LENTZ:  [But they won’t repeal?]

GARDENER:  We’ll see what happens.  I’m holding out some glimmer of hope that they will recognize the disaster that they have created.  In fact, Nita Lowe [?]ranking member on Appropriations committee for House Democrats said, based on the continuing resolution that passed, that it will make it impossible to implement Obamacare.  And so, they now realize that they don’t have the funding to do it, because the costs continue to go up, and they’re not nearly prepared enough to do it. 

LUCERO:  Well, I guess there is some good news there.  […] [Keystone pipeline – the Senate took some votes of endorsement, but the reality is that Congress has no ability to force the President’s hand to move forward on Keystone Pipeline.  The ball is ultimately in the President’s court as to whether we’ll go ahead with the Keystone Pipeline.]

GARDENER:  That’s correct.  And you had a number of Senators that voted for it.  If the pipeline were to stop a foot short of the Canadian border, then the President wouldn’t have anything to do with it.  The pipeline would have been built all the way to Texas, jobs would have been created, and we would have realized North American energy security.   But, the fact that you have the pipeline crossing into Canada, it is all up to the President, and he can – he has, of course, vetoed it in the past.  I think he is going to approve it.  The Senators that voted for it this past week – three of the Democrats of the seventeen that voted for it, are now saying, “No, no, no.   It wasn’t an endorsement,”  So, I’m not quite sure.  I think they’re trying to start to have it a little bit both ways, saying they supported the vote but don’t endorse the pipeline.

LUCERO:  [ Immigration Reform Debate starting in the Senate]

GARDNER:  Well, there are a number of people working behind the scenes to try to come up with a bill that can pass both the House and the Senate.    You’ve got a group in the Senate that is working on language.  I just met with – and along with a group of us — Marco Rubio, last week, to talk about  some of his ideas.  I’ve been talking to others in the House, like Raul Labrador, and some of the ideas that  they are trying to put together.  And I think the bottom line is to create a fair system for people who want to be here legally, creating a guest worker program of some kind so that people who don’t want to stay here can travel back and forth in a way that we know who’s coming, a way that enforces our border security, anE-verify system that makes sure employers are hiring people legally eligible for employment in this nation.  But  I think When it comes to the issue of the 11-12 million people who are here illegally today,  I don’t think you can answer that question until we put all of the other pieces in place for the immigration system.  Because if you allow something else to happen, like a pathway to citizenship, is what people talk about, then we’re going to find ourselves back in this situation 20-30 years from now without having fixed the problem.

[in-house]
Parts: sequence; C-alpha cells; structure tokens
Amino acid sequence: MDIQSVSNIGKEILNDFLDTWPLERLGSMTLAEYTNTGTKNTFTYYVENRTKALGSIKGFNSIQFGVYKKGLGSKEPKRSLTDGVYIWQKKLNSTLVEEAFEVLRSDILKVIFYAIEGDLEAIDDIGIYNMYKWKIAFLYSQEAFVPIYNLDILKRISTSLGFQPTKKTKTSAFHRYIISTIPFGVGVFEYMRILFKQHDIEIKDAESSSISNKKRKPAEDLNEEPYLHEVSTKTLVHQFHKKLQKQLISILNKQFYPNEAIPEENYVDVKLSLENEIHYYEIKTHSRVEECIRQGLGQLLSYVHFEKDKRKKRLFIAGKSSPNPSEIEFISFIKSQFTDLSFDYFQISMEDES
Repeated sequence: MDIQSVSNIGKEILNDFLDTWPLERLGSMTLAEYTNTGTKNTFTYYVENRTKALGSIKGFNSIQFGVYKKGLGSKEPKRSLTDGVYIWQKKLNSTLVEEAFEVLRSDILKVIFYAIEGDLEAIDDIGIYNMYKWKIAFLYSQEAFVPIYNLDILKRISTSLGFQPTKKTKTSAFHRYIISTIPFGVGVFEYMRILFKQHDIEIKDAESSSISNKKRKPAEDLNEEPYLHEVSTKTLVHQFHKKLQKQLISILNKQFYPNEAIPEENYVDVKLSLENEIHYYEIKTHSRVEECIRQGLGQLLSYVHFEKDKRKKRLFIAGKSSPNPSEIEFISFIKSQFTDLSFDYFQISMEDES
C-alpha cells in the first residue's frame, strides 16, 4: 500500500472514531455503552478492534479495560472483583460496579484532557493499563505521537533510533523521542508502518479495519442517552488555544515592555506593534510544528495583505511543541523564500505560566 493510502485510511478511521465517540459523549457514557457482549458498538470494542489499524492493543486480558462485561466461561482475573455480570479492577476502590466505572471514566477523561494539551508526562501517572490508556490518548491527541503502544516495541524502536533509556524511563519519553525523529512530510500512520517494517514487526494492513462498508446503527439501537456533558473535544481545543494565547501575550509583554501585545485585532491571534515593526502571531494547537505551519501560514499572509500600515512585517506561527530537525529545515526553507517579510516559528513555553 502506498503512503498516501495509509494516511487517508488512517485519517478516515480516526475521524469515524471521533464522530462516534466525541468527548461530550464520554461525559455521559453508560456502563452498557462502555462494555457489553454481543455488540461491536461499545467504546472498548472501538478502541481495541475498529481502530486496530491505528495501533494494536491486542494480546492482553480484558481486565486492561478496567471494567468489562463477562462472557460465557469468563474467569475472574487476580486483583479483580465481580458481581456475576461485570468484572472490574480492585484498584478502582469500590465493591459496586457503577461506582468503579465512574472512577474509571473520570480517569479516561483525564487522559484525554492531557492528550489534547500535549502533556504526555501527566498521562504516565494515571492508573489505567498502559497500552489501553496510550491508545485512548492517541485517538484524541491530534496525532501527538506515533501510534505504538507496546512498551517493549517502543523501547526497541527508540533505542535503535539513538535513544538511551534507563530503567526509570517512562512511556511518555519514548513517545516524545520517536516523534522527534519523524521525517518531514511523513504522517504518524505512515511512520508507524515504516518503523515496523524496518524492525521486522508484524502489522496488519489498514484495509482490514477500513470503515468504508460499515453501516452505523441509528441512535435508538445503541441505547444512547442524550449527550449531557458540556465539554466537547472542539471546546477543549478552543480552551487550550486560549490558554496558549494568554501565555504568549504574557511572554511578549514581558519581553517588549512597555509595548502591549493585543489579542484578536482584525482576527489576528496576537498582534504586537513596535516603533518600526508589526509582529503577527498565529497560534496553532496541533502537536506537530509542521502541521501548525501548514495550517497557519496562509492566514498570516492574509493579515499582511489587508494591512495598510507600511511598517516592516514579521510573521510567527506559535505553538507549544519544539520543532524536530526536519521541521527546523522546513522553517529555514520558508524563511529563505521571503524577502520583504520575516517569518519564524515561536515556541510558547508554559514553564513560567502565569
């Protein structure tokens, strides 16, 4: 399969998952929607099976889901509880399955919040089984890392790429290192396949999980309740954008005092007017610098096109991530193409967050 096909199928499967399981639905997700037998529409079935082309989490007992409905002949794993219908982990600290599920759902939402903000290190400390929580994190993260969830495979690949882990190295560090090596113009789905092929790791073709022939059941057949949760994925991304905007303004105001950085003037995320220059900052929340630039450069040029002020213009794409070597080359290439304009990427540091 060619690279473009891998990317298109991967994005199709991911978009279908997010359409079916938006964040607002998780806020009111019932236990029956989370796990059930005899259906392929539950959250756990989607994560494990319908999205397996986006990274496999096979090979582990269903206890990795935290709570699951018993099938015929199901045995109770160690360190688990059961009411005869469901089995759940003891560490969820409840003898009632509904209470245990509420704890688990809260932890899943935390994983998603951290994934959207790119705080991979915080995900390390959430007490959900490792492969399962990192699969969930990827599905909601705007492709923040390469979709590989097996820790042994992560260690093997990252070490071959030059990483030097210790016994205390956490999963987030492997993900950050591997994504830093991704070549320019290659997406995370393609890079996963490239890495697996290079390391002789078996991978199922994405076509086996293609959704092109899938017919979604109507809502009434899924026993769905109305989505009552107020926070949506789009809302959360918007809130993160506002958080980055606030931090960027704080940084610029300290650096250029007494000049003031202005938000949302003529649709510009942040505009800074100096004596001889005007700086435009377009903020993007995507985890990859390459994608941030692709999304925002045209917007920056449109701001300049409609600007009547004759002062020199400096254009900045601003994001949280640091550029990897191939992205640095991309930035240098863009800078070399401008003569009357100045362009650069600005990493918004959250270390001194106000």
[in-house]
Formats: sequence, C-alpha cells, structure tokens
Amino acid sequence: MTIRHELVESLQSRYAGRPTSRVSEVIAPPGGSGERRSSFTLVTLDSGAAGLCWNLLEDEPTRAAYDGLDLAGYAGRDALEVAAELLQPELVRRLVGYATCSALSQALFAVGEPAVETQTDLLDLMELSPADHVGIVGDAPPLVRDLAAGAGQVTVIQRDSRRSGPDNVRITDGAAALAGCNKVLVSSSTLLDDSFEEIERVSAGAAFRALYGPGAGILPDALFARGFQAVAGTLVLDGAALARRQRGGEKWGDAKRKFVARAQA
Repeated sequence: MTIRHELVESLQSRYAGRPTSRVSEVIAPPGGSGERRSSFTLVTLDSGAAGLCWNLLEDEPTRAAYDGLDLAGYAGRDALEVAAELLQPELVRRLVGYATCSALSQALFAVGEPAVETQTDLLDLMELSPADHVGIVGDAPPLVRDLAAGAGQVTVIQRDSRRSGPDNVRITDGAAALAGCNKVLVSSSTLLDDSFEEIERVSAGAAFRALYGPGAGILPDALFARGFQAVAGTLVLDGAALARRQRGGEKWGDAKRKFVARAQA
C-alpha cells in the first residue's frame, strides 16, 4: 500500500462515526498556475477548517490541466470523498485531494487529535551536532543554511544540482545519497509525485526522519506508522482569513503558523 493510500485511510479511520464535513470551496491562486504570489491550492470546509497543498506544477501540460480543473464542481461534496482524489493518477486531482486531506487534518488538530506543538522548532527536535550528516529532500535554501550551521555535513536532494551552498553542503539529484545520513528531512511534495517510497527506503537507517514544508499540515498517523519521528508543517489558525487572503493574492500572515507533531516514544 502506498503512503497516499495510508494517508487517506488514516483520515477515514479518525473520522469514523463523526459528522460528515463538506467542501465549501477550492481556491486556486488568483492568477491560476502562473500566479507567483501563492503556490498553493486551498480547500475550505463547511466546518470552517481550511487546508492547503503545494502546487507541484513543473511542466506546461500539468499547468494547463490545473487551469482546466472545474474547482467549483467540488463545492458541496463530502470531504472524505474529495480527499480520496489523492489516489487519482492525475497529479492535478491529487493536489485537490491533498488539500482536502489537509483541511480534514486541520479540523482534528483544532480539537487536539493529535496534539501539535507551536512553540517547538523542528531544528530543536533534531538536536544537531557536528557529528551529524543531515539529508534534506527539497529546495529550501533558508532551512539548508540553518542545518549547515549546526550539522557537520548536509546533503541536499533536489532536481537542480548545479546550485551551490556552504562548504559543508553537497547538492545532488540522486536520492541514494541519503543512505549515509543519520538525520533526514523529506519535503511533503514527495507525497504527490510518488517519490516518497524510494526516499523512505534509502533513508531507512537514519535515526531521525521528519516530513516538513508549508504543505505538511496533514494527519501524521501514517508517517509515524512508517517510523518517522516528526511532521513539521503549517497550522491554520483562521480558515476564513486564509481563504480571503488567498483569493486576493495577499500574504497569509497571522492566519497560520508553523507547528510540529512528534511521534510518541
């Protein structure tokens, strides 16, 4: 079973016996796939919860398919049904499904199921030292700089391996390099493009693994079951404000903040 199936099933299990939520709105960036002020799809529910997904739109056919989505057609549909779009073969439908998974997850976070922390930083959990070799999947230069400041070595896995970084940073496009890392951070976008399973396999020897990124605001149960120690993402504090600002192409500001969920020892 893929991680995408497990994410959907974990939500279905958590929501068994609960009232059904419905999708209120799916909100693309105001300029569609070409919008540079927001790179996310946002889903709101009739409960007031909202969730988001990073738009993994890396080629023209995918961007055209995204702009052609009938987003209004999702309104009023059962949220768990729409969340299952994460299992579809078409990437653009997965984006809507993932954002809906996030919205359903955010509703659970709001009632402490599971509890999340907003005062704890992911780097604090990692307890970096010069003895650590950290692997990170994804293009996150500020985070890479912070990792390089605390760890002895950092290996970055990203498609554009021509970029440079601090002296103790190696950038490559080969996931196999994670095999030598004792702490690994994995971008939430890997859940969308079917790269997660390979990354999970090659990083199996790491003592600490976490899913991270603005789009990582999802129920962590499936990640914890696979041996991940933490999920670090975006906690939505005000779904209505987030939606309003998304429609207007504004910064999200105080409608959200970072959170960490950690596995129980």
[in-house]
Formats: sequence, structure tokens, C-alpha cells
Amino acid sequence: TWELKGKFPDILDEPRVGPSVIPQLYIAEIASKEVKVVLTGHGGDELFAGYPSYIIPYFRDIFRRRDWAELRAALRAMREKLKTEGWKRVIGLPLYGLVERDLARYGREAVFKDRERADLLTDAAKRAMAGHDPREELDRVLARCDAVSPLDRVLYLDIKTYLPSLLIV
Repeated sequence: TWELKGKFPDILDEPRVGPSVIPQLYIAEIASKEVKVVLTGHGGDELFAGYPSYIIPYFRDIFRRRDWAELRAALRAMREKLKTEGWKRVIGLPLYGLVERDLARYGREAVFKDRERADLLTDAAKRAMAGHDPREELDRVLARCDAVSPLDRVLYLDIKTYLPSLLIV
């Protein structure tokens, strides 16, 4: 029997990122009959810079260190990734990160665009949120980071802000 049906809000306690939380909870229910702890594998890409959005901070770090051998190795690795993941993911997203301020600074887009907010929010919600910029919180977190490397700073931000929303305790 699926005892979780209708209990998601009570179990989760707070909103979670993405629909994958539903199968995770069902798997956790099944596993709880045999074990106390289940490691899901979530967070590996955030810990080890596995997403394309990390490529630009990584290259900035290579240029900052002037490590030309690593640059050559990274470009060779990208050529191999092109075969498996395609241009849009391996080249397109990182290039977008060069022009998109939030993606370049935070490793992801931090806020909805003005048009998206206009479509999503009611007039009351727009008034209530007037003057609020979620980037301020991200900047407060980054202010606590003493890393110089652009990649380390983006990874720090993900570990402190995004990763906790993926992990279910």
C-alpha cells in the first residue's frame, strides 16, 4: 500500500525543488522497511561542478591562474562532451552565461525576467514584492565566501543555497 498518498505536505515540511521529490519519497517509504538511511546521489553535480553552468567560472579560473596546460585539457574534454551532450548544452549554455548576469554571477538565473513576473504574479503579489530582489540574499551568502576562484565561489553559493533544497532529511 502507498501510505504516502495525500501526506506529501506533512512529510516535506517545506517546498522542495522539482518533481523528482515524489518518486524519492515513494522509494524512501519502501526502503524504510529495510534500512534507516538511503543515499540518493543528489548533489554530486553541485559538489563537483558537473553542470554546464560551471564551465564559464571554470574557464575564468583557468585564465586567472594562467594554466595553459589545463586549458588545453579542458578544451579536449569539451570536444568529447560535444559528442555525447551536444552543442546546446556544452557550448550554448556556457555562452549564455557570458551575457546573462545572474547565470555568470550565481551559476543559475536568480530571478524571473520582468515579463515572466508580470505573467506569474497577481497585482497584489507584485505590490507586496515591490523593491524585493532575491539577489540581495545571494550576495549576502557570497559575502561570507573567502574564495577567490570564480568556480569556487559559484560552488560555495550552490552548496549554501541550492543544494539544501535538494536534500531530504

LENTZ:  All right.  So, there’s no easy answer, then.  We’re going to deal with this immigration thing, except that, how do we also keep from advertising in countries like Mexico that when you come here, here’s how to get on the food stamps, here’s how you take advantage of this system, and get housing assistance, and food assistance.  How do we at least keep from advertising how to take advantage of our system. 

GARDENER:  Well, and those are questions that are being asked regularly to the administration about how they’re doing it, and what they’re doing, and how they’re marketing various programs, But I think we all recognize that the values that make this country great.  And those are the two values that I talk about that we have to balance in any Immigration reform.  And that is the first, balance the first value—that this country is and must remain a beacon of hope for the world.  And the second value, that we are a nation of laws. And so, any immigration policy must meet those two stated values.